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About the completeness of type systems

Kahrs, Stefan (1996) About the completeness of type systems. In: UNSPECIFIED. (KAR id:21352)


The original purpose of type systems for programming languages was to prevent certain forms of run-time errors, like using a number as a function. Some type systems go as far as guaranteeing the absence of run-time errors, e.g. the type system of Standard ML. One can call such a type system ``sound''. This raises the question of the dual notion of completeness, i.e. is everything typable that does not have run-time errors? Or, to put it in another way: does the type system restrict the expressive power of the underlying implementation in an undesirable way? To make this rather vague idea precise we define an abstract notion of ``type system'', together with general notions of soundness and completeness. We examine several type systems for these properties, for instance ?<sup>?</sup> and PCF are both complete, but for very different reasons.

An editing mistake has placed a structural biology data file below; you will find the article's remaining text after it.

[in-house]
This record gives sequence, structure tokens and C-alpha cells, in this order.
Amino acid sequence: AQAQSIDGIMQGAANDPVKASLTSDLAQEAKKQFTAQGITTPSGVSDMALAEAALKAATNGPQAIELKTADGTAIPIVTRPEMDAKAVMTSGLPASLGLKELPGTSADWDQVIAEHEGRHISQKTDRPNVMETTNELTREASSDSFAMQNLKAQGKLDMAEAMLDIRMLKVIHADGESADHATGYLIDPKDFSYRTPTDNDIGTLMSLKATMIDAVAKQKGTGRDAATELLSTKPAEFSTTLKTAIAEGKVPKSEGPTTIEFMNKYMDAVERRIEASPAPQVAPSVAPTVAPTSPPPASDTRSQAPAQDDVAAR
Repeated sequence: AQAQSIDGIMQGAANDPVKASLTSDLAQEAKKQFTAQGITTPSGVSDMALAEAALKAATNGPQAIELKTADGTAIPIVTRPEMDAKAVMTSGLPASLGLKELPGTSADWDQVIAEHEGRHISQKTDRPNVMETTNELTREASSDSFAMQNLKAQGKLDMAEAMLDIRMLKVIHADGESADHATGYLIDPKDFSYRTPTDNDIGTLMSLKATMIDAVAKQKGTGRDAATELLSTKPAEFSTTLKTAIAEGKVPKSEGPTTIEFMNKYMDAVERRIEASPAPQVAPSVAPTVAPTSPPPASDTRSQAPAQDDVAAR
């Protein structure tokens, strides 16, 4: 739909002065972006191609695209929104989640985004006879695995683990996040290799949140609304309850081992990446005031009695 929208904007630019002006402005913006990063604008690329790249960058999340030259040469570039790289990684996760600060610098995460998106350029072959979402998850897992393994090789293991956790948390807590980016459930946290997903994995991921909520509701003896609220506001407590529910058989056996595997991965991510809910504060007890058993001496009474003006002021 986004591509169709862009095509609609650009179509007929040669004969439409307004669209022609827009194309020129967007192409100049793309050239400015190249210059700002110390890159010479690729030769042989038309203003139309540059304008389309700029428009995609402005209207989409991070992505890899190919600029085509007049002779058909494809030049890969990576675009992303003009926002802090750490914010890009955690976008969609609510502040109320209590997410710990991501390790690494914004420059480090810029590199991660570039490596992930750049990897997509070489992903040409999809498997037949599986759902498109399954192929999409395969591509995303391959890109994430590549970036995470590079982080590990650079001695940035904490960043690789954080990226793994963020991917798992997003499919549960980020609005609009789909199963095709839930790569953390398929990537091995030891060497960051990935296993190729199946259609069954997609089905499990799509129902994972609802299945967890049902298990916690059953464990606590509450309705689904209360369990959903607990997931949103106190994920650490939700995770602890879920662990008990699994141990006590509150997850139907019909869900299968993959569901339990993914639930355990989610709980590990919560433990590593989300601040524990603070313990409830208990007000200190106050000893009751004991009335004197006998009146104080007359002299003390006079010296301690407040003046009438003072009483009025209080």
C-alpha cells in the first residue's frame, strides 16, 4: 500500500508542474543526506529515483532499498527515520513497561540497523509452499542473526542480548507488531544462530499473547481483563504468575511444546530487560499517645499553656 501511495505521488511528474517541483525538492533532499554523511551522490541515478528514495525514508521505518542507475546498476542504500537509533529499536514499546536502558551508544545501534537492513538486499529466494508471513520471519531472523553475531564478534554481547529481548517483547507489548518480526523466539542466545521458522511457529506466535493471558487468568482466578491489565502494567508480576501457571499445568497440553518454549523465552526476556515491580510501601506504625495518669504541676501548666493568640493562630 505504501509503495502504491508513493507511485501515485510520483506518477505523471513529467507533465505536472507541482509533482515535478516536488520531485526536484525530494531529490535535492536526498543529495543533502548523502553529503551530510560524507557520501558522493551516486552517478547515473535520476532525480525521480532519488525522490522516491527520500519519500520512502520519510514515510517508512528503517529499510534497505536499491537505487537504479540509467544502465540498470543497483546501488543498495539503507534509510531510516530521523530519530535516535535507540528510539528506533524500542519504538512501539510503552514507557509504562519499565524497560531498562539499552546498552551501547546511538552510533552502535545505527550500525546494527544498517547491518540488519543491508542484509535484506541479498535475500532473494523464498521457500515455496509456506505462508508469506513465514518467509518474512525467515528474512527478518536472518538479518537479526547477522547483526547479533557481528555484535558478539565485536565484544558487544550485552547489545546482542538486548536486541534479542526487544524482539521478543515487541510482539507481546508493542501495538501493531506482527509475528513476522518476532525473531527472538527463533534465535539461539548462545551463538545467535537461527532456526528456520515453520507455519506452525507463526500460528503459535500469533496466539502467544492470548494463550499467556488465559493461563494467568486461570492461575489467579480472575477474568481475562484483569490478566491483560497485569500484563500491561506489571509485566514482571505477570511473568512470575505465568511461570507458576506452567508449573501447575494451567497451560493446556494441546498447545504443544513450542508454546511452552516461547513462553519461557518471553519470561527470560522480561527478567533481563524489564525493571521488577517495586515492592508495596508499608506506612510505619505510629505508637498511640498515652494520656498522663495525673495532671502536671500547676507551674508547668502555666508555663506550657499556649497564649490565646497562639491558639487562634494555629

Item Type: Conference or workshop item (UNSPECIFIED)
Uncontrolled keywords: completeness, type systems, definability
Subjects: Q Science > QA Mathematics (inc Computing science) > QA 76 Software, computer programming,
Divisions: Divisions > Division of Computing, Engineering and Mathematical Sciences > School of Computing
Depositing User: Mark Wheadon
Date Deposited: 27 Aug 2009 19:29 UTC
Last Modified: 16 Nov 2021 09:59 UTC
Resource URI: (The current URI for this page, for reference purposes)

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